The Commission relies upon both “first impression” and “conflict” as grounds for certiorari review.  Rule 39(a)(1)(C) and (D), Ala. R.App. P. We consider only the Commission's contention that the Court of Civil Appeals' conclusion that Odom and Borden were prejudiced by not being allowed to be heard separately is in direct conflict with Ex parte Washington, 562 So.2d 1304 (Ala.1990);  Gibson v. State, 555 So.2d 784 (Ala.Crim.App.1989);  and Hill v. State, 481 So.2d 419 (Ala.Crim.App.1985).

In Ex parte Washington, this Court quoted the rule on joint hearings promulgated by the Court of Criminal Appeals in Hill v. State, supra:

“ ‘The decision whether to grant a severance, or order a joinder of defendants, lies within the broad discretion of the trial court.   This Court will not overturn that decision absent an abuse of discretion.  United States v. Webster, 734 F.2d 1048, 1052 (5th Cir.), cert. denied sub nom., Hoskins v. United States, 469 U.S. 1073, 105 S.Ct. 565, 83 L.Ed.2d 506 (1984).  “In order to establish an abuse of discretion, the defendant must show that he ‘received an unfair trial and suffered compelling prejudice against which the trial court was unable to afford protection.’   See U.S. v. Berkowitz, 662 F.2d [1127] at 1132 [(5th Cir.1981)].” Webster, 734 F.2d at 1052.

“ ‘ “When codefendants allege antagonistic defenses as a ground for severance, this Court has applied very specific tests to determine whether the trial was unfair.   To compel severance, the defenses must be antagonistic to the point of being irreconcilable and mutually exclusive.   See, United States v. Berkowitz, 662 F.2d at 1133;  United States v. Crawford, 581 F.2d [489] at 491 [(5th Cir.1978)]. The defenses must be so antagonistic that the jury, in order to believe the defense of one defendant, must necessarily disbelieve the other defendant's defenses.  Id.” Webster, 734 F.2d at 1053.’ ”

Ex parte Washington, supra, at 1305-06, quoting Hill v. State, supra, at 424.

In this case, there is no claim that Borden and Odom presented mutually exclusive and/or antagonistic defenses.   It is not the case here that in order to believe Borden, one must necessarily disbelieve Odom. As stated by Judge Crawley:  “Odom and Borden each defended by simply denying any wrongdoing.” 825 So.2d at 802.

In concluding that Borden and Odom should have been granted separate hearings, the Court of Civil Appeals quoted Gibson v. State, 555 So.2d 784 (Ala.Crim.App.1989).   However, the quotation omitted important language, which is emphasized below:

“ ‘The trial of multiple defendants carries “substantial risks of manifest unfairness.”  United States v. McLaurin, 557 F.2d 1064, 1074 (5th Cir.1977).  “Inherent in every joint trial is, of necessity, some degree of bias.   Only in the event such prejudice appears to be compelling does severance become warranted.”  United States v. Marszalkowski, 669 F.2d 655, 660 (11th Cir.1982).’ ”

555 So.2d at 795, quoting Holsemback v. State, 443 So.2d 1371 at 1377 (Ala.Crim.App.1983).   The Gibson case concludes:  “On appeal, ‘appellant has a heavy burden of establishing that he was unable to obtain a fair trial without a severance and that he suffered compelling prejudice which the trial court could not prevent.’  Murray v. State, 494 So.2d 891, 894 (Ala.Cr.App.1986).”  Gibson, 555 So.2d at 795.

 Here, the Court of Civil Appeals found no abuse of discretion in holding the joint hearings, nor did it find that there was “compelling prejudice” or “antagonistic defenses.”   Instead, the Court of Civil Appeals concluded that “Borden and Odom were prejudiced by not being allowed to be heard separately.” 825 So.2d at 802.   This holding conflicts with prior decisions requiring a showing that the accused suffered compelling prejudice.   Ex parte Washington, supra;  Hill v. State, supra;  and Gibson v. State, supra.   Odom and Borden failed to carry their heavy burden of showing that they received an unfair hearing without the severance and that they suffered compelling prejudice.   Therefore, the Court of Civil Appeals erred in reversing the trial court.   We reverse the judgment of the Court of Civil Appeals and remand this case for further proceedings consistent with this opinion.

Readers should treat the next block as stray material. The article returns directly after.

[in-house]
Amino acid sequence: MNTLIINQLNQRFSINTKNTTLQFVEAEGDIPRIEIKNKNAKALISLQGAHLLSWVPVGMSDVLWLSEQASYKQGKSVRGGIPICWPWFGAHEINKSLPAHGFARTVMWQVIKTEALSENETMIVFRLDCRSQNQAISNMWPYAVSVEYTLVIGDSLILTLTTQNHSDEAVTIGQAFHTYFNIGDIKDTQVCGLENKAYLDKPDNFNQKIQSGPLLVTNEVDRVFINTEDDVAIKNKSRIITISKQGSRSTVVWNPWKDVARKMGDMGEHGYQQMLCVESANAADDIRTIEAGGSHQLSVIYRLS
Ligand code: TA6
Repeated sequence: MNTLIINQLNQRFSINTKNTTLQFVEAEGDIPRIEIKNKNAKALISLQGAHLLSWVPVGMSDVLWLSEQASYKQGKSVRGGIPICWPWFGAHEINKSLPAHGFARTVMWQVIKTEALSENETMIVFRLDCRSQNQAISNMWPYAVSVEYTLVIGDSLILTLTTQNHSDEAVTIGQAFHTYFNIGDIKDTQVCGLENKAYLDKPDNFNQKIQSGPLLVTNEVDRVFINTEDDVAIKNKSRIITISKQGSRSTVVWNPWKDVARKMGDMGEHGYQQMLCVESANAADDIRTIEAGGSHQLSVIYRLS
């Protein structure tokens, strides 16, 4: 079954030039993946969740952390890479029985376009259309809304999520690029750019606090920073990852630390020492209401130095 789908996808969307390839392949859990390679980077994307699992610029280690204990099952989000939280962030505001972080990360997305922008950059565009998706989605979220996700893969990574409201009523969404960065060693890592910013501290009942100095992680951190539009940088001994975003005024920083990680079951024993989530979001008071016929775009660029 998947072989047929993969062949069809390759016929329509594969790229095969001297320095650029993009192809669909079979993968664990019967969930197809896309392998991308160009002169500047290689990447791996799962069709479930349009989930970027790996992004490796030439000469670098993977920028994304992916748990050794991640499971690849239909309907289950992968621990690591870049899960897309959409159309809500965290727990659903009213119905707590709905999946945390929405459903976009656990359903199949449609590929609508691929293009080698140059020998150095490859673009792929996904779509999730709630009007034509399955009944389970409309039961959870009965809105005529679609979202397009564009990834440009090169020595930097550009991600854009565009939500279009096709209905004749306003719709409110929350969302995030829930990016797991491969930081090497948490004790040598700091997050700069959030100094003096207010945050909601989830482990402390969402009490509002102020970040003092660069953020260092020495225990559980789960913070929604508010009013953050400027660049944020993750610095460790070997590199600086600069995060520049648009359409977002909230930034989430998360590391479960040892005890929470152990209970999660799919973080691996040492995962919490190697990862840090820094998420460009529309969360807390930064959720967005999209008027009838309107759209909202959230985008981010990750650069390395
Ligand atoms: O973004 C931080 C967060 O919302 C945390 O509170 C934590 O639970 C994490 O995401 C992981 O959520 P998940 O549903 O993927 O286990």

Odom and Borden complained about having a joint hearing, and they point to that portion of § 16-24-9, Ala.Code 1975, giving a teacher the right to insist on a private hearing, as evidence that the Legislature intended to allow only separate hearings for each teacher.   They say that if this Court upholds the joint hearing in this case then it will have removed a key part of § 16-24-9 from the Code. However, Odom and Borden elected to have a public hearing.   Under these circumstances, I agree with the main opinion's conclusion that Odom and Borden have not been denied due process.

I concur in the main opinion.   I write, however, to explain a second test to be applied by the courts to determine whether two defendants' respective defenses are so antagonistic as to require separate trials for the two defendants.

The main opinion correctly quotes the first test:  “The defenses must be so antagonistic that the jury, in order to believe the defense of one defendant, must necessarily disbelieve the other defendant's defenses.”  825 So.2d at 808 (quoting Ex parte Washington, 562 So.2d 1304, 1305-06 (Ala.1990) (internal citations and quotation marks omitted)).

The second test is

“ ‘that an antagonistic defense would present a conflict so prejudicial that [the] defenses are irreconcilable, and the jury will unjustifiably infer that this conflict alone demonstrates that both [defendants] are guilty․ It applies only when there is a danger that the jury will unjustifiably infer that this conflict alone demonstrates that both [defendants] are guilty;  it does not apply when independent evidence of each defendant's guilt supports the jury's verdict.’ ”

Ex parte Hardy, 804 So.2d 298, 304-05 (Ala.2000) (quoting Greathouse v. State, 624 So.2d 202, 205 (Ala.Crim.App.1992), aff'd, 624 So.2d 208 (Ala.1993)).  (Emphasis added in Hardy.)  (Citations and internal quotation marks omitted.)   In other words, the antagonism that would satisfy this second test is antagonism that would discredit both defenses to the extent that the fact-finder would find both defenses to be false.

Antagonistic defenses that meet either test require separate trials.   As the main opinion in this case now before us correctly observes, however, the respective defenses of Borden and Odom are not antagonistic at all.

WOODALL, Justice.

MOORE, C.J., and HOUSTON, SEE, BROWN, HARWOOD, and STUART, JJ., concur. LYONS and JOHNSTONE, JJ., concur specially.